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Eur J Cancer Prev. 2016 May;25(3):239-45. doi: 10.1097/CEJ.0000000000000168.

Prospective study of seaweed consumption and thyroid cancer incidence in women: the Japan collaborative cohort study.

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aDepartment of Public Health and Health Systems, Nagoya University Graduate School of Medicine bDepartment of Nursing, Nagoya University School of Health Science, Nagoya cDepartment of Public Health, Aichi Medical University School of Medicine, Nagakute dDepartment of Public Health, Fujita Health University School of Medicine, Toyoake eDepartment of Preventive Medicine and Community Health, University of Occupational and Environmental Health, Kitakyushu fDivision of Cancer Registry, Prevention and Epidemiology, Chiba Cancer Center, Chiba gPublic Health Department of Social and Environmental Medicine, Osaka University Graduate School of Medicine, Osaka hDepartment of Public Health, Hokkaido University Graduate School of Medicine, Hokkaido, Japan.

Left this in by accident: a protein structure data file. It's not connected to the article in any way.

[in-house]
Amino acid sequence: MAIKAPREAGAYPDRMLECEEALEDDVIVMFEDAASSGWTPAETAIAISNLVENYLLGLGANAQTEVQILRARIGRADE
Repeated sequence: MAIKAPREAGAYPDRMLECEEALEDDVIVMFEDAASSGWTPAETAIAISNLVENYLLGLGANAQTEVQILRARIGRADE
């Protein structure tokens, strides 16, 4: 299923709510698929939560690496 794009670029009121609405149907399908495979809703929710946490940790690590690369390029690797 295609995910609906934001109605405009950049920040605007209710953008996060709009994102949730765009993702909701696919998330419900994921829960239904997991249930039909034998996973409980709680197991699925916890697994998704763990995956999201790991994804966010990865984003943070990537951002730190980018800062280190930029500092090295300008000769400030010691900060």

Excess intake of iodine is a suspected risk factor for thyroid cancer. Previous epidemiological research from Japan reported that daily intake of seaweed was associated with a four-fold higher risk in postmenopausal women, whereas others reported a null association. A major source of iodine intake in Japan is from edible seaweeds, and it is reported to be among the highest in the world. We examined the association between seaweed intake frequency and the risk of thyroid cancer in women in the Japan Collaborative Cohort Study followed from 1988 to 2009. Seaweed intake, together with other lifestyle-related information was collected using a self-administered questionnaire at baseline. Seaweed intake frequency was categorized as follows: 1-2 times/week or less, 3-4 times/week, and almost daily. Hazard ratios and the 95% confidence intervals of thyroid cancer incidence according to seaweed intake frequency were estimated using Cox proportional hazards regression. During 447 876 person-years of follow-up (n=35 687), 94 new cases of thyroid cancer were identified. The crude incidence rate was 20.9 per 100 000 person-years. The hazard ratio of thyroid cancer in women who consumed seaweed daily compared with women who ate it 1-2 times/week or less was 1.15 (95% confidence interval: 0.69-1.90, P for trend=0.59). Further analyses did not indicate any association between seaweed intake and the risk of thyroid cancer on statistically adjusting for potential confounding variables as well as on stratification by menopausal status. The present study did not find an association between seaweed intake and thyroid cancer incidence in premenopausal or in postmenopausal women.

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